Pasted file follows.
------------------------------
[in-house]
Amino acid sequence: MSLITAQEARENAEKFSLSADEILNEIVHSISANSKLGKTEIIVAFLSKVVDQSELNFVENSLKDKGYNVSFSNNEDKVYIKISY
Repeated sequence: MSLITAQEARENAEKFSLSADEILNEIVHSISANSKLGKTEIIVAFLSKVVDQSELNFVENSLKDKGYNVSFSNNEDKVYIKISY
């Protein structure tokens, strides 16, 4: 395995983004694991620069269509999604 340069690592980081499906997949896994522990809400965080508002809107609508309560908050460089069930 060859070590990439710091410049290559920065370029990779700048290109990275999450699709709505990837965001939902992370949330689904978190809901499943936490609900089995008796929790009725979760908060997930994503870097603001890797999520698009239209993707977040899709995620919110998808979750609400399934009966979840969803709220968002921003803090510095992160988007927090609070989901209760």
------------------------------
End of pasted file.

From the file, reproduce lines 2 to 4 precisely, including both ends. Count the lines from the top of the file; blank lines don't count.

Amino acid sequence: MSLITAQEARENAEKFSLSADEILNEIVHSISANSKLGKTEIIVAFLSKVVDQSELNFVENSLKDKGYNVSFSNNEDKVYIKISY
Repeated sequence: MSLITAQEARENAEKFSLSADEILNEIVHSISANSKLGKTEIIVAFLSKVVDQSELNFVENSLKDKGYNVSFSNNEDKVYIKISY
């Protein structure tokens, strides 16, 4: 395995983004694991620069269509999604 340069690592980081499906997949896994522990809400965080508002809107609508309560908050460089069930 060859070590990439710091410049290559920065370029990779700048290109990275999450699709709505990837965001939902992370949330689904978190809901499943936490609900089995008796929790009725979760908060997930994503870097603001890797999520698009239209993707977040899709995620919110998808979750609400399934009966979840969803709220968002921003803090510095992160988007927090609070989901209760």